If someone follows random developer Twitter stories, there's quite a lot that could be said about burnout. Why's the burnout happening? What are the symptoms? How can we prevent it? And so on. But I'm not going to write about that. I will write about what people perceive as burnout from some very unsophisticated metrics.

How does your GitHub contribution graph look like?

Am I in a burnout phase

It's disheartening to look at a graph like this: They are burning out because they're coding 24/7/365. This is a very shallow reading of that graph, only if you are unaware of the GitHub actions and the automation that someone could have set up. For example, my graph looks pretty bad; every day, I create and merge PRs. But that's far from the actual reality; I have actions that automatically make a PR, and if the tests pass, they commit the PR on my behalf. Yes, for the stats, I did the work (because I set up the action and the repositories are in my own name, so the creation/commit of the PRs is in my name). Do you get it? I code a script once that does all the work for me. I'm not doing that work daily.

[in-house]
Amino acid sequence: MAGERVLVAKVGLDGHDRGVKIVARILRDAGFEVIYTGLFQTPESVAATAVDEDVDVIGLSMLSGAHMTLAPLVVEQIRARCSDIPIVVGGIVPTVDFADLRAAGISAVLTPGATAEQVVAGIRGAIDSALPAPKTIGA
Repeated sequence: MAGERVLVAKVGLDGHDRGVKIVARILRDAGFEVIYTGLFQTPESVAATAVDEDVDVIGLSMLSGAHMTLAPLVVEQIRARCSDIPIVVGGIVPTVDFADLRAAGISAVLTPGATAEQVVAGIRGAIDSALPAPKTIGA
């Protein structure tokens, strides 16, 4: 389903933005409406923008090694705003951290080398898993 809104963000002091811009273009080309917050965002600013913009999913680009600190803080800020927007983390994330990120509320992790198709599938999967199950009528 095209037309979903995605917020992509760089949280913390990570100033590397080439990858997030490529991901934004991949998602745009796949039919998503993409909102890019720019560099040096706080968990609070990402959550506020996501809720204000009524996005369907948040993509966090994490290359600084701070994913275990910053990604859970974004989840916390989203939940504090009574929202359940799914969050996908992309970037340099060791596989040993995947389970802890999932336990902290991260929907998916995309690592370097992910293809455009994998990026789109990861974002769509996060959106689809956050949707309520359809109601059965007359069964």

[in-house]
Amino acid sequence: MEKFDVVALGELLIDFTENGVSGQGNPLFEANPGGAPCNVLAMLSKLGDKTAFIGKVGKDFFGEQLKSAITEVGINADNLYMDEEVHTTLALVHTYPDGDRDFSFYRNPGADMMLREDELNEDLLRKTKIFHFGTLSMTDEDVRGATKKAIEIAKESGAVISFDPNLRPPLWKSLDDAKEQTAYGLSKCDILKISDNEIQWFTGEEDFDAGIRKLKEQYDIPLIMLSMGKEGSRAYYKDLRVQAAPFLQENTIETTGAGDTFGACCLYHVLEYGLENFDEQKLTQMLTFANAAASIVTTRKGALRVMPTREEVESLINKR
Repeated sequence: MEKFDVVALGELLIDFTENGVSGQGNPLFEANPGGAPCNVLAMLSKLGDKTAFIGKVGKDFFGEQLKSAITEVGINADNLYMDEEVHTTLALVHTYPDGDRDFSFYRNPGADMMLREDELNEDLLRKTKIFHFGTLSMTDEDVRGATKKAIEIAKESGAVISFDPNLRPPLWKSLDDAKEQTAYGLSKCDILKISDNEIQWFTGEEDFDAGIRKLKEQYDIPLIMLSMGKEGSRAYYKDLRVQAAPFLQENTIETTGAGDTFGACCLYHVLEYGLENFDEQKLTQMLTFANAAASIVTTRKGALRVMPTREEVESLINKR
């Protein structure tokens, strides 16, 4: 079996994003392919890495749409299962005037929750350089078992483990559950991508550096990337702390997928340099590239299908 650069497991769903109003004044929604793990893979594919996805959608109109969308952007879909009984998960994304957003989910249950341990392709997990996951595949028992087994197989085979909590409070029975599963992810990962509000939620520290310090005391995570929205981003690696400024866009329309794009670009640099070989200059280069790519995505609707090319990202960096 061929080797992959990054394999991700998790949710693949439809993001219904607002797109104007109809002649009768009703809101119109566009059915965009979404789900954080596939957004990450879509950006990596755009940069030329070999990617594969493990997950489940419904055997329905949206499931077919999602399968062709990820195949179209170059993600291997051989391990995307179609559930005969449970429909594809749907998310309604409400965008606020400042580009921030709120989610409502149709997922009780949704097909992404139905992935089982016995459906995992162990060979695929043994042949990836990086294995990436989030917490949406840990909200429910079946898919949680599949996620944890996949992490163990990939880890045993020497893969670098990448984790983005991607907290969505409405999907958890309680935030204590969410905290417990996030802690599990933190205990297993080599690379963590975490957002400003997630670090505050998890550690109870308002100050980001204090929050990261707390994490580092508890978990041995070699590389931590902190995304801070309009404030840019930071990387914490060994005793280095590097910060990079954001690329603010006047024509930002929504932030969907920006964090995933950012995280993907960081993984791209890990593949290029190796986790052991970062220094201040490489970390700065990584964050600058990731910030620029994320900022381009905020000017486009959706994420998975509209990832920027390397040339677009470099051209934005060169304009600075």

It isn't necessarily a burnout

The CI (continuous integration) could do work on behalf of the developer.
Am I in a burnout phase

So what's a good metric

There are ways to determine if someone is in a burnout phase, but they require some prerequisites. You need to know the person and understand how they think and work. Then, particular warning patterns could be detected. Even in that case, it's not always possible to amend some patterns to burnout; it could be personal/family issues or a lack of motivation (we all get unmotivated at some point).
This short post was written because there are pretty some sarcastic tweets about burnout, and I wanted to write some thoughts here instead of yelling to random people on Twitter that the GitHub graph is a lousy metric.